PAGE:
Shadwell fire survivor Mohammed Ruben Ali, campaigner Hussain Ismail, survivor Shahed Ahmed outside Tower Hamlets Town Hall.
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Shadwell flat fire survivors face sleeping in community centre as Council withdraws support

Tower Hamlets Council has ended its support for the survivors of the Maddocks House flat fire, forcing them to move out of their hotel accommodation in Whitechapel. 

Survivors of a flat fire, in which a dad died, face sleeping in a community centre after an East London council stopped paying for their hotel. The men were kicked out of the Holiday Inn in Whitechapel today (April 28) after Tower Hamlets Council said it was ending its support to them. 

The survivors of the fire, all of Bangladeshi origin, have been living at the hotel since March 5, when a fire ripped through the two-bed flat where 18 men were said to be living in Maddocks House, Shadwell.

One of the tenants, dad-of-two Mizanur Rahman, 41, died in hospital after being rescued from the blaze by firefighters. 

The Local Democracy Reporting Service understands that 12 of the men, whose visa conditions mean they have no recourse to public funds, now face having to find another place to stay. No recourse to public funds means they can’t access much of the UK’s welfare system, including social housing and homelessness assistance. 

The other five men, who can access the welfare system, are being rehoused elsewhere by the council. Tower Hamlets Council said it had spent almost £100,000 on supporting all the men with accommodation and shop vouchers since the fire on March 5. 

The council said that while it didn’t have a legal obligation to offer support to 12 of the men it had done so until today (April 28) “under emergency powers to support those affected by the fire.” 

Around 30 protestors gathered outside Tower Hamlets town hall in Whitechapel on Thursday afternoon (April 27), calling on the council to continue housing the men.

Two of the survivors present at the demonstration, Mohammed Ruben Ali, 32, and Shahed Ahmed, 52, told the Local Democracy Reporting Service they had to check out of the hotel at midday on Friday (April 28).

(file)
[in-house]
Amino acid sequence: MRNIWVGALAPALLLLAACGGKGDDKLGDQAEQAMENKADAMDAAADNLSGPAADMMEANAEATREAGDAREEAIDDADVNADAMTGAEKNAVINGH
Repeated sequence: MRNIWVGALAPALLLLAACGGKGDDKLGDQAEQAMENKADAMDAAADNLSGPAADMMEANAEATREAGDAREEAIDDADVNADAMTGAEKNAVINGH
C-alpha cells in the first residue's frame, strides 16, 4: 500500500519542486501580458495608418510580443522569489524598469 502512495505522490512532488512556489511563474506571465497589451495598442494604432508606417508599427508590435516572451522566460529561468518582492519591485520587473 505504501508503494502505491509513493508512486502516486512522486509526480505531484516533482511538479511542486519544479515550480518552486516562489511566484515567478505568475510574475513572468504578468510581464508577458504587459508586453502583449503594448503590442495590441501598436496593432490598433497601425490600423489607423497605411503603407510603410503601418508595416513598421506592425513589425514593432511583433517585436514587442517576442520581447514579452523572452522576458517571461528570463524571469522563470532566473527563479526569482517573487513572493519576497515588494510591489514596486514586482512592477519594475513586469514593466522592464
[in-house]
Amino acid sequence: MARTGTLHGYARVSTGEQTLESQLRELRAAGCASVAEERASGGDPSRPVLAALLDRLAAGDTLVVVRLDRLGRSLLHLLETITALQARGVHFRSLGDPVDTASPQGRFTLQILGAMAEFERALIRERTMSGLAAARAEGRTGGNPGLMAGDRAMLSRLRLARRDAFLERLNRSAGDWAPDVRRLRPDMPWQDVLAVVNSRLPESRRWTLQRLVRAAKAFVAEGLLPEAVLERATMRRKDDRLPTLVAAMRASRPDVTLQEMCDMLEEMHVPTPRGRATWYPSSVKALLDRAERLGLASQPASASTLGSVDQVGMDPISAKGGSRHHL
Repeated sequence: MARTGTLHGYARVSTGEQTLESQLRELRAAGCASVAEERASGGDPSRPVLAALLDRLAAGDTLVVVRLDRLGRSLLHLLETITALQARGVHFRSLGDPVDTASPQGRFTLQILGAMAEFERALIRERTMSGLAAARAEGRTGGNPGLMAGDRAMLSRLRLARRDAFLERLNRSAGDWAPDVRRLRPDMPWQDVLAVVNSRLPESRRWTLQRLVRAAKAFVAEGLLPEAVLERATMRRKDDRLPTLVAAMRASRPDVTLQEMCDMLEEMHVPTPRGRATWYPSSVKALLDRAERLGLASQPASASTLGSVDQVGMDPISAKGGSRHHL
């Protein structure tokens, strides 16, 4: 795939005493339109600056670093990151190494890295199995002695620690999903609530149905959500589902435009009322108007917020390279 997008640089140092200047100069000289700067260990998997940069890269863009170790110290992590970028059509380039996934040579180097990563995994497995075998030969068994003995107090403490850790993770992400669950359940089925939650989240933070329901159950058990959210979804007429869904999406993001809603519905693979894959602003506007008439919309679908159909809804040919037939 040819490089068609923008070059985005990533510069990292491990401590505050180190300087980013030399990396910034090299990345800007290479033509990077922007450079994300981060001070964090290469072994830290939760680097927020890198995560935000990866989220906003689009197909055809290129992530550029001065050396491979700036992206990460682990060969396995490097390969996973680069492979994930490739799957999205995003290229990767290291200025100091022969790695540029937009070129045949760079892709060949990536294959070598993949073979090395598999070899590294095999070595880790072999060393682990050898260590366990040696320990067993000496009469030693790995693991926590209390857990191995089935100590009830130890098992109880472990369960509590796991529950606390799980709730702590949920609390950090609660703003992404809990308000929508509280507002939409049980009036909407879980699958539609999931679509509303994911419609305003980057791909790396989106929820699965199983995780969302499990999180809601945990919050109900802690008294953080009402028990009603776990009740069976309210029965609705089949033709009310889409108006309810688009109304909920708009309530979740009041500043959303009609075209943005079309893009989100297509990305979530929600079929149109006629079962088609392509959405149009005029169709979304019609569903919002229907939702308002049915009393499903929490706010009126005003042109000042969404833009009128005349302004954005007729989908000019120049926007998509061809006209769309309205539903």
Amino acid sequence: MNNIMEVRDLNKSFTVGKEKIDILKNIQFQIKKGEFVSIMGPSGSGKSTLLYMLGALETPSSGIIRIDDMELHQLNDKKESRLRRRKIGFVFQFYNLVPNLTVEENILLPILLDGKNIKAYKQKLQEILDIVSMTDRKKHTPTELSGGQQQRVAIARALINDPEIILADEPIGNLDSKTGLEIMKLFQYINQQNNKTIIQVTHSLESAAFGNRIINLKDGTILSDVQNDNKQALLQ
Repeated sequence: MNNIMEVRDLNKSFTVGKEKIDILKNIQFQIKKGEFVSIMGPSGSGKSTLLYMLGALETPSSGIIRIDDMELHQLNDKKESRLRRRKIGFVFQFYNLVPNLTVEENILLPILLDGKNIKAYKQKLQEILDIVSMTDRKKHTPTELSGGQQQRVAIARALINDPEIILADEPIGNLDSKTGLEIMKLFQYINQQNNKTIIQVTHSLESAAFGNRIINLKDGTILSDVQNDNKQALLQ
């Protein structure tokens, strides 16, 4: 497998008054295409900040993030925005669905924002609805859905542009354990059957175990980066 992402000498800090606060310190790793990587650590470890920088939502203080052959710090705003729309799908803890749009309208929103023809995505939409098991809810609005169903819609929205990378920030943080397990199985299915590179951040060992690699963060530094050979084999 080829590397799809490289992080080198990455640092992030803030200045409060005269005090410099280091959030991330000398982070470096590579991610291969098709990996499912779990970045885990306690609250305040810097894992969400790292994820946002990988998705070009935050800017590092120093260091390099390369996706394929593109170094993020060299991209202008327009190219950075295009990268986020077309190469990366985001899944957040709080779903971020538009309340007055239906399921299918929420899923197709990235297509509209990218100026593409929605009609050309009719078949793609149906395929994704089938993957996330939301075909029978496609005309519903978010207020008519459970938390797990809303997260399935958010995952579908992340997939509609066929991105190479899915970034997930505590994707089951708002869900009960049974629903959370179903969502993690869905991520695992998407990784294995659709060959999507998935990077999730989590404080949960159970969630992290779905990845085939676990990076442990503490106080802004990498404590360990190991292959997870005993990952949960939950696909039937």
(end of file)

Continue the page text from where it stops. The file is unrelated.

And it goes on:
Mr Ali said: “We have to leave midday. They [the council] gave me a piece of paper with information about housing.” 

Mr Ali had been living in the Shadwell flat for three months before the fire, which is believed to have been caused by an e-bike battery, tore through the property. Mr Ahmed had been living in the flat for six to seven months. 

Both men speak little English and have been taking advice from Tower Hamlets resident Hussain Ismail, 55, a Bengali speaker and activist who organised the protest outside the town hall on Thursday.

Speaking through Mr Ismail, who translated, Mr Ali added: “[We] won’t be on the streets when [we] leave the hotel. [We] might have to sleep in a community centre.”

Mr Ismail told supporters gathered outside he was disappointed with the support Tower Hamlets’s Aspire party mayor, Lutfur Rahman, had provided. 

He said: “It’s sad for me in one sense to be here with a council that’s controlled by a Bangladeshi mayor who should know better, considering he knows the struggles of our community regarding housing.”

Nathalie Bienfait, Green councillor for Bow West, was one of the people who had come along to the protest to support the survivors of the fire. She told the LDRS: “They should be supported to find long-term accommodation that they can afford. I wouldn’t think that staying in a hotel is conducive to getting your life back on track.” 

The LDRS understands that Tower Hamlets Council originally agreed to pay for the men’s hotel accommodation until the Islamic festival of Eid on April 21, which marks the end of Ramadan. 

The council extended their hotels for another week until today (April 28), after some survivors said they were at risk of sleeping on the streets because they hadn’t sorted alternative accommodation in time. 

Before the fire, most men paid their landlord £100 per week to sleep in the privately owned flat in a Tower Hamlets council block. Most of the men are believed to have been working as couriers or studying. 

Tower Hamlets Council said it recognised “the extremely difficult situation” survivors of the fire had been faced with and said it had done its “utmost” to ensure they had been supported since the blaze.

A council spokesperson said: “We have made sure that everyone has been informed ahead of time regarding the arrangements for the hotel. We have been in regular contact with the survivors and provided as much notice as possible, so they have time to find their own accommodation ahead of the hotel booking end date.

“We have also done what we can to help signpost tenants to find alternative accommodation, and have been assisting five survivors – who are entitled to recourse to public funds – in finding long-term solutions to their accommodation.”

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